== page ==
Title I (Employment)
One of the rights of American citizens is the right to work. This title states that companies of a certain size must make reasonable accommodations to allow any qualified applicant with a disability to perform their essential job functions. This ensures all people have equal access to the same job opportunities.
Title II (State and Local Government) Government agencies should serve and be accessible to all Americans. Without access to these public institutions, people with disabilities would not be properly represented in this nation. That’s why this title states that all public transit and government officials should be fully accessible, whether that be through physical access or by providing communication assistance (for people with hearing, vision, and speech disabilities).
Title III (Public Accommodations)
If a private institution claims to be open to the public and is not accessible to people with disabilities, they will find themselves in violation of this statute. This includes places of business such as schools, gyms, retail stores, and doctor’s offices to name a few. It’s thanks to this title that we see ramp access to restaurants, braille under our elevator numbers, and closed captioning at our movie theaters.
Title IV (Telecommunications)
In our information age of telephones, computers, and the internet, communication has never been a more important part of daily life. This title requires that phone companies and internet providers offer alternate means for usage for people with visual, hearing, and speech-related disabilities.
Title V (Miscellaneous Provisions)
Though the above statutes cover most of our country’s accessibility issues, they can’t be expected to address everything. That’s why this title serves as the final umbrella that covers anything from regulated attorney fees to state’s immunity laws.
Looking Beyond the Law
We hope that after reading this post, you not only have a better understanding of the ADA’s historical significance but also recognize how important it is to our country’s future. Though this law and others have led us to become more accessible as a nation, we must continue to identify what work remains to be done. The United States is at its strongest when all its citizens are contributing to its continued success. One in four Americans has some type of disability, whether that be mental, sensory, developmental, physical, or intellectual as a person with a disability. This underscores the importance of the ADA as it protects the rights of approximately 25% of the US population. To limit such a considerable portion of our citizens from participating in public life would not only be a blot on the face of our democracy but would also weaken us both culturally and industrially.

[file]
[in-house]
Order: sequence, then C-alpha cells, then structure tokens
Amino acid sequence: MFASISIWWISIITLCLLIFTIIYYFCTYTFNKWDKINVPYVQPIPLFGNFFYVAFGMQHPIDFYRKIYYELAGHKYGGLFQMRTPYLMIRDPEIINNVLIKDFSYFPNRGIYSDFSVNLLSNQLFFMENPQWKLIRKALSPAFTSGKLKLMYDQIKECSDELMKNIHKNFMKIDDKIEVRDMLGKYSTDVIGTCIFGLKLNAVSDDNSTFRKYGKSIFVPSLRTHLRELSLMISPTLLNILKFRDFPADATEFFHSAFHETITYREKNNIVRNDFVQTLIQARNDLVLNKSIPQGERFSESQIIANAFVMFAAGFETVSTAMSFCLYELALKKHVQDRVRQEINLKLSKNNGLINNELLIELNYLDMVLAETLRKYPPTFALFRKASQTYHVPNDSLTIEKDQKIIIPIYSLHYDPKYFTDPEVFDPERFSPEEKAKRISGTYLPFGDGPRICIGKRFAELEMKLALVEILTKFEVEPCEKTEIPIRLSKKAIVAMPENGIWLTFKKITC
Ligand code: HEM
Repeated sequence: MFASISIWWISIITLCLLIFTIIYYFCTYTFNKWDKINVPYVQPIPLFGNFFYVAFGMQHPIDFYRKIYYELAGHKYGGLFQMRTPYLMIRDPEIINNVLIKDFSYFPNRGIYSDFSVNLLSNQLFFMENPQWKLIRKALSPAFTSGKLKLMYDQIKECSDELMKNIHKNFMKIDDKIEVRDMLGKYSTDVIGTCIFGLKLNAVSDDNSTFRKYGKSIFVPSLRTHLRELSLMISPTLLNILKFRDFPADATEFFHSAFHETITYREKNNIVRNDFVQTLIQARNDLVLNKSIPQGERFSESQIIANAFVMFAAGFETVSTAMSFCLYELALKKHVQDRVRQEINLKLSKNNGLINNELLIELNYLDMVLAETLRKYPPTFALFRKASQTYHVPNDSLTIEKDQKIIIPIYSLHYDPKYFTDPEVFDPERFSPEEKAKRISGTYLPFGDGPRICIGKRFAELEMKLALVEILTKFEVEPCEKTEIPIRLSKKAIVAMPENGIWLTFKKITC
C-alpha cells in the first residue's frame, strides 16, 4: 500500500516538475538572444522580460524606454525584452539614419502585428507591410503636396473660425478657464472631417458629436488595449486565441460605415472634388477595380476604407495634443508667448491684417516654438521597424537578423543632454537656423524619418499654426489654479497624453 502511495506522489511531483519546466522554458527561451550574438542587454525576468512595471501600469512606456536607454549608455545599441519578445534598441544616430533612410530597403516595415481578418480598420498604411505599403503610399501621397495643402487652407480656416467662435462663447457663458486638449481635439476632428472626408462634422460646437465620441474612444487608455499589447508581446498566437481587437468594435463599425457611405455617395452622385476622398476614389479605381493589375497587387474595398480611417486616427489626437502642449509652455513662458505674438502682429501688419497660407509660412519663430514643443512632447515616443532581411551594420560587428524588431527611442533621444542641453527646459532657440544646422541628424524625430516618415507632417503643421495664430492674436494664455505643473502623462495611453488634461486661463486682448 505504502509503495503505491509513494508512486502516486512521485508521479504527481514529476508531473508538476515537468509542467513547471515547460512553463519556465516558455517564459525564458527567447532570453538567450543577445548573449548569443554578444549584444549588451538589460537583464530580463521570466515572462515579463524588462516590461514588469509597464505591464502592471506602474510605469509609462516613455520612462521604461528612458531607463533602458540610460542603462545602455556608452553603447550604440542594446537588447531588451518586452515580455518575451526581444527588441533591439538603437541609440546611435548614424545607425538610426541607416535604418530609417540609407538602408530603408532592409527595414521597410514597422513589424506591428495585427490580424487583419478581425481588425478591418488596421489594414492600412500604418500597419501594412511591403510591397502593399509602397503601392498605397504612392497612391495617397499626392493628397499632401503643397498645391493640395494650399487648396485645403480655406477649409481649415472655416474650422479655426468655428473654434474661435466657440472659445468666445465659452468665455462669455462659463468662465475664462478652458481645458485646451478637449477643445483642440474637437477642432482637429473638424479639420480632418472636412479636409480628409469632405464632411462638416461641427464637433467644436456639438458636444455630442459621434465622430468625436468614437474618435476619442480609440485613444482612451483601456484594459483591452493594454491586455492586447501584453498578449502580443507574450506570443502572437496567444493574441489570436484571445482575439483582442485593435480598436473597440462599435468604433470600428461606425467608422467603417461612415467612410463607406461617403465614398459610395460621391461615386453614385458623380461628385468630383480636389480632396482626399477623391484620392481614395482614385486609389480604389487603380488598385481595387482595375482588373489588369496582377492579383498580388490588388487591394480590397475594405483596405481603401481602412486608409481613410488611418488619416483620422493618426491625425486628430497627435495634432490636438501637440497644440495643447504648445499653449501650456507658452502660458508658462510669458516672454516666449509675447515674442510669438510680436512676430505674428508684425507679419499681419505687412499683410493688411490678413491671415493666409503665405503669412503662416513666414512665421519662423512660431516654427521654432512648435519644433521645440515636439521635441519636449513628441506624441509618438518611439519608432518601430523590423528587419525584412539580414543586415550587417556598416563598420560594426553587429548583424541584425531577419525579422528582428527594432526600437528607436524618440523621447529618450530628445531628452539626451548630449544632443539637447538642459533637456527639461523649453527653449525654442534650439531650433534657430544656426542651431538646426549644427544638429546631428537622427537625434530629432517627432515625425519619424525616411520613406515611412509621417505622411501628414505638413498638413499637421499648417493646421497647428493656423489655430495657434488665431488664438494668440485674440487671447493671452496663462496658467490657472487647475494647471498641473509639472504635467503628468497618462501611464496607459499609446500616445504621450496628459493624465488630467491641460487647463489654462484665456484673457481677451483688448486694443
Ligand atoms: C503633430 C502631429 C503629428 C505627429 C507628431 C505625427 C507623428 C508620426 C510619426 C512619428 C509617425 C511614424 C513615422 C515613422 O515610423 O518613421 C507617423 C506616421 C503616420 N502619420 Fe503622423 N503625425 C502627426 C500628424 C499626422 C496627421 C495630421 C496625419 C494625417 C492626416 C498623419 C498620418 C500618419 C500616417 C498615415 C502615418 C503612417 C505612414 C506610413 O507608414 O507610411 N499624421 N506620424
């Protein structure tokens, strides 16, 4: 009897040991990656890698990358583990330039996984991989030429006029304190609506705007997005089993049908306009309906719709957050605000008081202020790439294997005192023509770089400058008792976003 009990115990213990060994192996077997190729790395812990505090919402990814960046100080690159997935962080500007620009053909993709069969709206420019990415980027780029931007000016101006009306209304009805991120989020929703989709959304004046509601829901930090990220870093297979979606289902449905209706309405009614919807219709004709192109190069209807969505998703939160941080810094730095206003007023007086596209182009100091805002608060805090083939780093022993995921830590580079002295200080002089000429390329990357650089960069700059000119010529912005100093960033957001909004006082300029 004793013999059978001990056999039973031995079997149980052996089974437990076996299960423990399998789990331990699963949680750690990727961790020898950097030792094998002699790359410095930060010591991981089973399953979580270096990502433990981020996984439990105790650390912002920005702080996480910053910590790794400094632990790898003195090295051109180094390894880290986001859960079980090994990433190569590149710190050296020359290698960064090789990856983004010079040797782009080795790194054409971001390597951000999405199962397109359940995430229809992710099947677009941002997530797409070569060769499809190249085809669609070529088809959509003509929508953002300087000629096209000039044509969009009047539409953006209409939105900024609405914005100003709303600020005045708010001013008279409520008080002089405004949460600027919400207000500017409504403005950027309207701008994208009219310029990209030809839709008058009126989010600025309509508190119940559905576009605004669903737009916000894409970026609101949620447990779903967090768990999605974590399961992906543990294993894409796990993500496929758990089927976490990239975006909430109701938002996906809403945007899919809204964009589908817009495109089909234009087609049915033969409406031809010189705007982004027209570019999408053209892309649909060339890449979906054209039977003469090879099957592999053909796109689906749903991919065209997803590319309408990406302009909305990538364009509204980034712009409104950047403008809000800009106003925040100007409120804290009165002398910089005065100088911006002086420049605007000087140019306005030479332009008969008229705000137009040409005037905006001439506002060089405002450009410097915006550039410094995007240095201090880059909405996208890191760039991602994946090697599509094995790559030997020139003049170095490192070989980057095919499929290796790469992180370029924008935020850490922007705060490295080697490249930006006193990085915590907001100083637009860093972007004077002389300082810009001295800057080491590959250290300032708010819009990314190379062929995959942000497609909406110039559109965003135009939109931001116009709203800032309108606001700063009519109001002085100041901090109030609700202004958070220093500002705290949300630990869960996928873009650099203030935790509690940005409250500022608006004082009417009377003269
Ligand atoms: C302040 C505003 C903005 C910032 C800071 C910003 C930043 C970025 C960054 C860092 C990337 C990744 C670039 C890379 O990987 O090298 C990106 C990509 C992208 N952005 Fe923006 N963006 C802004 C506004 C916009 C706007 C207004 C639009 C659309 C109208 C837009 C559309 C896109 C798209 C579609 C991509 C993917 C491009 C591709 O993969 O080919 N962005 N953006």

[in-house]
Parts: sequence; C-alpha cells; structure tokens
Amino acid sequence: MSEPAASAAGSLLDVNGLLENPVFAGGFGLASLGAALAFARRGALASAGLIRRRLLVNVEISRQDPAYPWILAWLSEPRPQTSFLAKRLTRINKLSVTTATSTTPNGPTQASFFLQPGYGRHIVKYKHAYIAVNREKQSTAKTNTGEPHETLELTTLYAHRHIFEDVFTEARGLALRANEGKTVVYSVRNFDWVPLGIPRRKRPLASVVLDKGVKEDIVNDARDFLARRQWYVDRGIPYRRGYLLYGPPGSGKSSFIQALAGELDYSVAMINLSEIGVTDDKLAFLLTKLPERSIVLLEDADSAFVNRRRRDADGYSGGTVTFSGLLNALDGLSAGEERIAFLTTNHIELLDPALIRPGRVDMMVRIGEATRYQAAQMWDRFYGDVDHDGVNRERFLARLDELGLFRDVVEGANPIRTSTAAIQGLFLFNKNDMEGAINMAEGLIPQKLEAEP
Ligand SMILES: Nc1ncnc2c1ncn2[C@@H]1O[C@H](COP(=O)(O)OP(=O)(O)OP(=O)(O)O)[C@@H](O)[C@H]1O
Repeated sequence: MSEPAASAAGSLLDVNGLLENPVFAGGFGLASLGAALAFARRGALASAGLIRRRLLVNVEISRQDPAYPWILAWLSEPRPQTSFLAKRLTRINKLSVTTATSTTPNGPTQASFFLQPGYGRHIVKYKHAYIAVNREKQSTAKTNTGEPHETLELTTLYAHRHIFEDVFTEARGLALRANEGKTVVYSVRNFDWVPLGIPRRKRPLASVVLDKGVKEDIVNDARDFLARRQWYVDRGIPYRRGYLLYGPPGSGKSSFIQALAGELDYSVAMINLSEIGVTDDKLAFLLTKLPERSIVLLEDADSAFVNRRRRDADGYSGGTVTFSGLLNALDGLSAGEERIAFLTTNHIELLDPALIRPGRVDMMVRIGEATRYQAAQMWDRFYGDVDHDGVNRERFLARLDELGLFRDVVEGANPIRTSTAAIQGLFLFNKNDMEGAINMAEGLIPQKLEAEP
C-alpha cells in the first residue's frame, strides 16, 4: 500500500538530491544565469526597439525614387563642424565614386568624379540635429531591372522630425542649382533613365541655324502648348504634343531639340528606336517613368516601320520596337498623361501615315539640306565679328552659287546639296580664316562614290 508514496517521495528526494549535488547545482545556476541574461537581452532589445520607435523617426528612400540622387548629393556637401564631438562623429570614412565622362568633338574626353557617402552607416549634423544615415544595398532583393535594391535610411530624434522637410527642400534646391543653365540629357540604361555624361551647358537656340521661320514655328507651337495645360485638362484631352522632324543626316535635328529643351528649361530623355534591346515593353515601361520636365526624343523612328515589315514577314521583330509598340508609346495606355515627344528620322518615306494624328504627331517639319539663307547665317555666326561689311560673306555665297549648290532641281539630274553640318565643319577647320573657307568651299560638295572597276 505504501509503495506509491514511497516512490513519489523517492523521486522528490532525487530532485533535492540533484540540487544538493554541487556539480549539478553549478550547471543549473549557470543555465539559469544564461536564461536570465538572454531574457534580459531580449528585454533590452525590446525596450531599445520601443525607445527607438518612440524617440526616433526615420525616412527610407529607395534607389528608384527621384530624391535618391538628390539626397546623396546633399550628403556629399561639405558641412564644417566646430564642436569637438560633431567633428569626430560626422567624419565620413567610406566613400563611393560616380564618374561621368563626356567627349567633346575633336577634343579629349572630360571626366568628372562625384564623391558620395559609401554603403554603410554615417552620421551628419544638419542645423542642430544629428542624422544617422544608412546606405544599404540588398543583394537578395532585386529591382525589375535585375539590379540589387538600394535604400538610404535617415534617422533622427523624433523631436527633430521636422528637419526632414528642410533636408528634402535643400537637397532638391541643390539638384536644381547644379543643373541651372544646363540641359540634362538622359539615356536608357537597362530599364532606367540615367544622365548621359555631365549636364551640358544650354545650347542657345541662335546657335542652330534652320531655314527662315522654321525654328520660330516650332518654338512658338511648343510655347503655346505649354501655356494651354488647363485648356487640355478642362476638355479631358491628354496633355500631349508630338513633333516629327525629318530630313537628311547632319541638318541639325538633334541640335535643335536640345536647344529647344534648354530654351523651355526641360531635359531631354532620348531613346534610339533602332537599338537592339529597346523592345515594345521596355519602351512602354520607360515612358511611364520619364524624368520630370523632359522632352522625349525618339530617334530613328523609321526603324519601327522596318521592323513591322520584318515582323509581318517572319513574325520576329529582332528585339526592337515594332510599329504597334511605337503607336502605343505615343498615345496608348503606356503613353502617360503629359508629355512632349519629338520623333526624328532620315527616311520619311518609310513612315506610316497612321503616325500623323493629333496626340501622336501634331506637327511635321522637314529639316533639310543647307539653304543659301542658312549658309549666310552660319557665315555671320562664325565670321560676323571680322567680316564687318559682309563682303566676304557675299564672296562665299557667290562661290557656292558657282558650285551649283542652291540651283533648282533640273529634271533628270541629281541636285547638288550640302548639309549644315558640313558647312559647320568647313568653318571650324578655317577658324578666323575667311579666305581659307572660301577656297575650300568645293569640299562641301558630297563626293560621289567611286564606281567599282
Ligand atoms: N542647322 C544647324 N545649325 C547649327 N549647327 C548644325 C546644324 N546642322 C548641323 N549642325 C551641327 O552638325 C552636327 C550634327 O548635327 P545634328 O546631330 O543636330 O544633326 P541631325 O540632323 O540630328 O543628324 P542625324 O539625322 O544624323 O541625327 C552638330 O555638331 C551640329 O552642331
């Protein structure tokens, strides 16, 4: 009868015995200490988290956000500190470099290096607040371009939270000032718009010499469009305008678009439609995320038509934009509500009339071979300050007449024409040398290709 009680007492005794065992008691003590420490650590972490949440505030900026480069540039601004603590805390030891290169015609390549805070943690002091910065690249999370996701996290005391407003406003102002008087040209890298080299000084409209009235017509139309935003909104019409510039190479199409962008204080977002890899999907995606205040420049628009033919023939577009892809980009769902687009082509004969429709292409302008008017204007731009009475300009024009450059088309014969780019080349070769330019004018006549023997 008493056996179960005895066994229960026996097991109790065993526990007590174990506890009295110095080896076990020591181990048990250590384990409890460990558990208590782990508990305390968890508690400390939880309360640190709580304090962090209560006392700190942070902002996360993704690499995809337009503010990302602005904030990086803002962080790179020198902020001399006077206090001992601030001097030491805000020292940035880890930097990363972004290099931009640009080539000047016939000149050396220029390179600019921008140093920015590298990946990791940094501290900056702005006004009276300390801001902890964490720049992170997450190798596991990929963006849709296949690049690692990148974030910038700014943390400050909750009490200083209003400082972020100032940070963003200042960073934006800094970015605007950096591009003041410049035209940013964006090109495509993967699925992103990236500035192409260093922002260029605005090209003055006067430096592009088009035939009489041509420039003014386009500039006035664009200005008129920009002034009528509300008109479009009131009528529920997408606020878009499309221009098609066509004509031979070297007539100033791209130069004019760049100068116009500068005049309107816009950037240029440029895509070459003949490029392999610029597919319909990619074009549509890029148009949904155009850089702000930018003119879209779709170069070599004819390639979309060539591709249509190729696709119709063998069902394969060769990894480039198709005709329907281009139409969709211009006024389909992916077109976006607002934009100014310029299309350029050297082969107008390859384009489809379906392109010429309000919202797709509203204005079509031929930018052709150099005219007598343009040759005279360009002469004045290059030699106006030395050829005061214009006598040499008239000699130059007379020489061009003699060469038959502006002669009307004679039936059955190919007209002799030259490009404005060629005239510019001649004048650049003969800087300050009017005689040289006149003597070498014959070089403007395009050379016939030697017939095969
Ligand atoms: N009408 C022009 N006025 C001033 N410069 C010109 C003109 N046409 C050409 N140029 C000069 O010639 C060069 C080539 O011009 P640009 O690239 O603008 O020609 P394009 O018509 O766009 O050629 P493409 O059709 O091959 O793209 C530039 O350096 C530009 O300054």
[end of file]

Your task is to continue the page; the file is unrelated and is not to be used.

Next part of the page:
We must remember, however, that at the end of the day, a law is only words on a page. Words don’t take anyone to work, they don’t help feed you, and they don’t put a roof over your head. That’s why Easterseals New Jersey is proud to support people with disabilities and their families as they live, learn, work, play, and act in their communities. It’s this continued legacy of service that picks up where the law leaves off, doing our part to make sure Americans of all abilities are able to live full and productive lives.